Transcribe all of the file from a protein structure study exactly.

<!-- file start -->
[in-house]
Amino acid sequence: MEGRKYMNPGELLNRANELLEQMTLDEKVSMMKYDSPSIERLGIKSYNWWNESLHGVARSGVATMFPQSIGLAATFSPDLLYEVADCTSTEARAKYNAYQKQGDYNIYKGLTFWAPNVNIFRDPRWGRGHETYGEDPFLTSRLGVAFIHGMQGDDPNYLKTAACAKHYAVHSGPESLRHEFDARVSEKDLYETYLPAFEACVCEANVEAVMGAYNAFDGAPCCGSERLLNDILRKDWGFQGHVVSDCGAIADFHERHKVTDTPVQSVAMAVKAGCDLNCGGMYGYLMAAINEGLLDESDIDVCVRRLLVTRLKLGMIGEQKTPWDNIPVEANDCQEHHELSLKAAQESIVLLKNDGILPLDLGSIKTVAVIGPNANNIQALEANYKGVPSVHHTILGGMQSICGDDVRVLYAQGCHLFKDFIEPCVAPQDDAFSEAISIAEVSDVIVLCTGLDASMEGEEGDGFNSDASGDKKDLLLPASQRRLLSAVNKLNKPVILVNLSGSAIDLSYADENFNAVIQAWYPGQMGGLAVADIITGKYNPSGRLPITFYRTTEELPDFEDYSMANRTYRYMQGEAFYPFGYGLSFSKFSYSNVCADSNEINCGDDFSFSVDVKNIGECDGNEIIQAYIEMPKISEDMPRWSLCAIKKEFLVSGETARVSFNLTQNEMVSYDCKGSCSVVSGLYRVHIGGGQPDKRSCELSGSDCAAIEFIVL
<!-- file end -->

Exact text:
[in-house]
Amino acid sequence: MEGRKYMNPGELLNRANELLEQMTLDEKVSMMKYDSPSIERLGIKSYNWWNESLHGVARSGVATMFPQSIGLAATFSPDLLYEVADCTSTEARAKYNAYQKQGDYNIYKGLTFWAPNVNIFRDPRWGRGHETYGEDPFLTSRLGVAFIHGMQGDDPNYLKTAACAKHYAVHSGPESLRHEFDARVSEKDLYETYLPAFEACVCEANVEAVMGAYNAFDGAPCCGSERLLNDILRKDWGFQGHVVSDCGAIADFHERHKVTDTPVQSVAMAVKAGCDLNCGGMYGYLMAAINEGLLDESDIDVCVRRLLVTRLKLGMIGEQKTPWDNIPVEANDCQEHHELSLKAAQESIVLLKNDGILPLDLGSIKTVAVIGPNANNIQALEANYKGVPSVHHTILGGMQSICGDDVRVLYAQGCHLFKDFIEPCVAPQDDAFSEAISIAEVSDVIVLCTGLDASMEGEEGDGFNSDASGDKKDLLLPASQRRLLSAVNKLNKPVILVNLSGSAIDLSYADENFNAVIQAWYPGQMGGLAVADIITGKYNPSGRLPITFYRTTEELPDFEDYSMANRTYRYMQGEAFYPFGYGLSFSKFSYSNVCADSNEINCGDDFSFSVDVKNIGECDGNEIIQAYIEMPKISEDMPRWSLCAIKKEFLVSGETARVSFNLTQNEMVSYDCKGSCSVVSGLYRVHIGGGQPDKRSCELSGSDCAAIEFIVL